A Bit of Nostalgia

Read these endearing reminiscences about a homemade “sidewalk car,” built from a Maytag washing machine engine.

| October/November 2020


Back in 1950, my dad had just graduated from the University of Oklahoma with a pharmacy degree. His first job offer was at the Milo Chew Drug Store in Wellington, Kansas. At the time, I was in the sixth-grade, but I loved cars. My first car was a pedal car that my grandmother bought for me during the war for $5. The hardware store in Pawnee allowed her to make payments of 25 cents per month until it was paid for.

My folks didn’t have a lot of money, so an allowance was out of the question. I decided that I wanted to make a car that would be fun to drive on the sidewalks. There weren’t many hills in Wellington, but I could push it as fast as I could and coast along the sidewalks. At least that was my plan. All I needed was a little money to buy the wood and wheels.

I mentioned my plans to a girl in my sixth-grade class. I told her that I wanted to build a car as soon as I could get the money to buy parts. She said that her father owned a dry cleaning business and he would buy used coat hangers for a penny a piece. I met with her dad and had a job. I spent all my spare time knocking on the neighbors’ doors, requesting coat hangers, and it wasn’t long until I saved enough money to buy the wood, wheels and hardware needed to build a car.

I don’t have any pictures of that car, but it had a wooden flat floor and four wheels. The steering was nothing more than a steel bar bolted to the bottom of a 2x4 with a large bolt in the center that would allow me to steer it with my feet. I made the seat from an old wooden nail barrel that I cut up to make a bucket seat. When finished, I had lots of friends who would push me around in exchange for a ride. Not much of a car, but it was my first, and it was fun to drive.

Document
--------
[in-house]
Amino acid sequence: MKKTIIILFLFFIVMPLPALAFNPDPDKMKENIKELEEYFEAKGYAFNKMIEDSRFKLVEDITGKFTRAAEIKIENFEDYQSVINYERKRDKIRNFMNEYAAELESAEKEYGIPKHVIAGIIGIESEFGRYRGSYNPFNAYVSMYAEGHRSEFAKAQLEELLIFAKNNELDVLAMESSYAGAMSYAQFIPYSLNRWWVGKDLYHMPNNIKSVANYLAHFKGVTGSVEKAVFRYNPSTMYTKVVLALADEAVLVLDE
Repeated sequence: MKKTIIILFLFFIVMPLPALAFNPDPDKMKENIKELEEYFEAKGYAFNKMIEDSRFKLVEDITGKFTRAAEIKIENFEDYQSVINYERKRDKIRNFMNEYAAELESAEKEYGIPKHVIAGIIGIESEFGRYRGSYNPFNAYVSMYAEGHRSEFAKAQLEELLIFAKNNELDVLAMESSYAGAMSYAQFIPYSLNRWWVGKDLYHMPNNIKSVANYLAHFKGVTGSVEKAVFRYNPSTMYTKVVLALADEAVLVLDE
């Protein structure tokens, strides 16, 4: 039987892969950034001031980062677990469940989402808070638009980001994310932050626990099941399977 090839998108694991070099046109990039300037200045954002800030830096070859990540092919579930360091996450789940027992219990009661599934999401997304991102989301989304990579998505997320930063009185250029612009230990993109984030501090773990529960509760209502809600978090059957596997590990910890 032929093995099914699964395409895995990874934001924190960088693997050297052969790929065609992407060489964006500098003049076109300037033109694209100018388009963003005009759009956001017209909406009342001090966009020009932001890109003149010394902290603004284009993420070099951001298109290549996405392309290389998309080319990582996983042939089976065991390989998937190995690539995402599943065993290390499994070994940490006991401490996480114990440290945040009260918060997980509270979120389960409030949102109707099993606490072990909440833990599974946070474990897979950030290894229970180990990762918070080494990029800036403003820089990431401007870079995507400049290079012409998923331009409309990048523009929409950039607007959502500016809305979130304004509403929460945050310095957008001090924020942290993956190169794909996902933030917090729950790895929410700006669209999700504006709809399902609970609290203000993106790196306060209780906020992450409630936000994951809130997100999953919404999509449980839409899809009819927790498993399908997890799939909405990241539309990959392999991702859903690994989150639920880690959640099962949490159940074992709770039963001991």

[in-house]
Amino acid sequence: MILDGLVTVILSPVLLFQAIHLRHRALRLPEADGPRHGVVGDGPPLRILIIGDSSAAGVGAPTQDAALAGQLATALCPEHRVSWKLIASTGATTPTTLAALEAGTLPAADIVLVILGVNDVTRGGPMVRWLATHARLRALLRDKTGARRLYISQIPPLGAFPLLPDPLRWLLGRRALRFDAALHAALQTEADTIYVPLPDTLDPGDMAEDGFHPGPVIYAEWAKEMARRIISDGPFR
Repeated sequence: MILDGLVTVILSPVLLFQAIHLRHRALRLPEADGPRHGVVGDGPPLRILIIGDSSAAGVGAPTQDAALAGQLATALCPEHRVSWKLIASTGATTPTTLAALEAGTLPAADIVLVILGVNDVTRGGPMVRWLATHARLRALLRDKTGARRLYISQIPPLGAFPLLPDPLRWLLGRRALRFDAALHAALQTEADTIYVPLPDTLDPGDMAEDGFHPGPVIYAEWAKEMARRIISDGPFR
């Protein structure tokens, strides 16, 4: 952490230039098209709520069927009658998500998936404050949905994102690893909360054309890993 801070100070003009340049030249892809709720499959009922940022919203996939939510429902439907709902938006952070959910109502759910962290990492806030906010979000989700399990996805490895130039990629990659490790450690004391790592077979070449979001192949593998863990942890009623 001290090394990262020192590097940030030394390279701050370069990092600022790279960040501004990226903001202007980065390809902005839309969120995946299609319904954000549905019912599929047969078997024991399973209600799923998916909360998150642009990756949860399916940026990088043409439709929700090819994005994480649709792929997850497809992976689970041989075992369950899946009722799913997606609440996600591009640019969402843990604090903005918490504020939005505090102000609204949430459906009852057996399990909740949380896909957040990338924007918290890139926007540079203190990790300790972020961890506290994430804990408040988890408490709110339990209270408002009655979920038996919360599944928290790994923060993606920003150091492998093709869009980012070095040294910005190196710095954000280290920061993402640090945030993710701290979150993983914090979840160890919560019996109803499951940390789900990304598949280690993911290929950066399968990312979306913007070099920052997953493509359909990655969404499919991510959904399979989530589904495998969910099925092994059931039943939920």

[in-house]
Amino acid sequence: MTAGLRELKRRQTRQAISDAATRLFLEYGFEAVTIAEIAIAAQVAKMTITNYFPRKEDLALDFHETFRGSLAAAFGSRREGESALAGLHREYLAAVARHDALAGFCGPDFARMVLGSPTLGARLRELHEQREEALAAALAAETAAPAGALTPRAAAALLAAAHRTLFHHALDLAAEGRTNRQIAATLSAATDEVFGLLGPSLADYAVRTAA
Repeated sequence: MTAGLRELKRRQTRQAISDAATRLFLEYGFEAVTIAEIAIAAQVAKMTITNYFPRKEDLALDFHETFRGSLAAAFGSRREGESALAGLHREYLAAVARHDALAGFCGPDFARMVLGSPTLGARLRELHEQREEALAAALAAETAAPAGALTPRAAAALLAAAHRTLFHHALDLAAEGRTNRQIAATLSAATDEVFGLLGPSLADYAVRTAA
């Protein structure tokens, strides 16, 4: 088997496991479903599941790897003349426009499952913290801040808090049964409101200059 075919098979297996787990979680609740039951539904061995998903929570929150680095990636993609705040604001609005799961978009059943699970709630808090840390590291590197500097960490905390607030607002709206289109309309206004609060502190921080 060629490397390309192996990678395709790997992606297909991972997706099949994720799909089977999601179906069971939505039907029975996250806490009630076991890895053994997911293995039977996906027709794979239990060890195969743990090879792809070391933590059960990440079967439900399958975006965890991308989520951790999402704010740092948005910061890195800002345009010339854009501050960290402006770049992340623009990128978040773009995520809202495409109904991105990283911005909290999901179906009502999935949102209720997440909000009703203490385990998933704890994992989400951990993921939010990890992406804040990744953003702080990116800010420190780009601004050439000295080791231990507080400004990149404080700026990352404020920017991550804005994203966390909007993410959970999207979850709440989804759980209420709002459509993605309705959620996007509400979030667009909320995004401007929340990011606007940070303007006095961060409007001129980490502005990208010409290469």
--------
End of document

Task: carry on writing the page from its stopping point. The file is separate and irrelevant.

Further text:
Not long after I had the sidewalk car finished, I was approached by a neighbor lady who said she had a small engine she would give me for my car, if I wanted it. You can imagine how thrilled I was with the thought of a motorized sidewalk car. The engine she had was removed from her Maytag washing machine. It was a single-cylinder Maytag 92.

9/17/2020 11:33:39 AM

A schoolmate of mine at St. Leo prep school in Florida (surname was Walker, but I don't remember his first name) built a similar motorized car and it had your steering system--did you patent it? ;-). It had a rather large single-cylinder engine mounted behind the driver and had a belt drive to one rear wheel. The drive was controlled with an idler (?) pulley attached to a wooden handle. Pushing the handle forward tightened the belt and delivered power to the rear wheel. Speed was controlled by loosening pressure on the idler pulley, allowing variable slip, which also allowed smooth starts from rest. Brakes were provided by another wooden handle that pivoted to press against the other rear wheel's tire. The engine turned slowly, but it had enough power to move the car at a rather high speed--too fast fast for safety or for the rickety components holding the vehicle together, so the belt was constantly being slipped.


Gas Engine Magazine A_M 16Gas Engine Magazine is your best source for tractor and stationary gas engine information.  Subscribe and connect with more than 23,000 other gas engine collectors and build your knowledge, share your passion and search for parts, in the publication written by and for gas engine enthusiasts! Gas Engine Magazine brings you: restoration stories, company histories, and technical advice. Plus our Flywheel Forum column helps answer your engine inquiries!

Facebook YouTube